Shortage Of Language Teachers For Immigrant Students
August 6, 2002
Immigrants who do not speak English and who settle in rural areas of the U.S. may be at a disadvantage when it comes to learning English, authorities report. That is because there is a severe shortage of people qualified to teach English outside of traditional urban immigration hubs.
- The number of students with limited English skills, most of them Hispanics, has doubled to five million in the last decade.
- The population of English deficient students has grown more than four times as fast as the general student population.
- The number of qualified teachers for bilingual or English-as-a-second-language classes -- already in short supply -- has not kept pace, and there is only one such teacher for every 100 students with limited English skills.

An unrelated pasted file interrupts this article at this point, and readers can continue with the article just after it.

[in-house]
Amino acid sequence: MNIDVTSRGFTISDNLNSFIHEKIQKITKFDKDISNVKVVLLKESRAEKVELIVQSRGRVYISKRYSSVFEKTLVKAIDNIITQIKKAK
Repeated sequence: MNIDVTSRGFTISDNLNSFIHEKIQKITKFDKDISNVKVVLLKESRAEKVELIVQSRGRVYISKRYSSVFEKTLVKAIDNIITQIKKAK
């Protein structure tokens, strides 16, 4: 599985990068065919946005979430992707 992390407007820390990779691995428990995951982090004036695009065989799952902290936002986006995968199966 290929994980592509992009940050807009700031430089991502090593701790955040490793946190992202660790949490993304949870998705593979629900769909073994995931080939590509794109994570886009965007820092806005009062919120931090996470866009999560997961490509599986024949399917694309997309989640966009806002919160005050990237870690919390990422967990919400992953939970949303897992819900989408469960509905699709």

- If students with limited English skills were taught in classes of about 17 pupils per teacher, up to 290,000 of them would be needed for them, experts estimate.
The need is greatest in school districts in the South, Midwest and Northwest.
Populations of students with limited English skills have at least tripled in Idaho, Nebraska, Alabama, Tennessee, South Carolina and Georgia since 1993.
School districts are experimenting with a variety of incentives to attract scarce English-language teachers. Even so, applicants for such positions in rural settings rarely number over one or two -- whereas there might be 100 or more applications from teachers in other subjects.
Source: Yilu Zhao, "Wave of Pupils Lacking English Strains Schools," New York Times, August 5, 2002.
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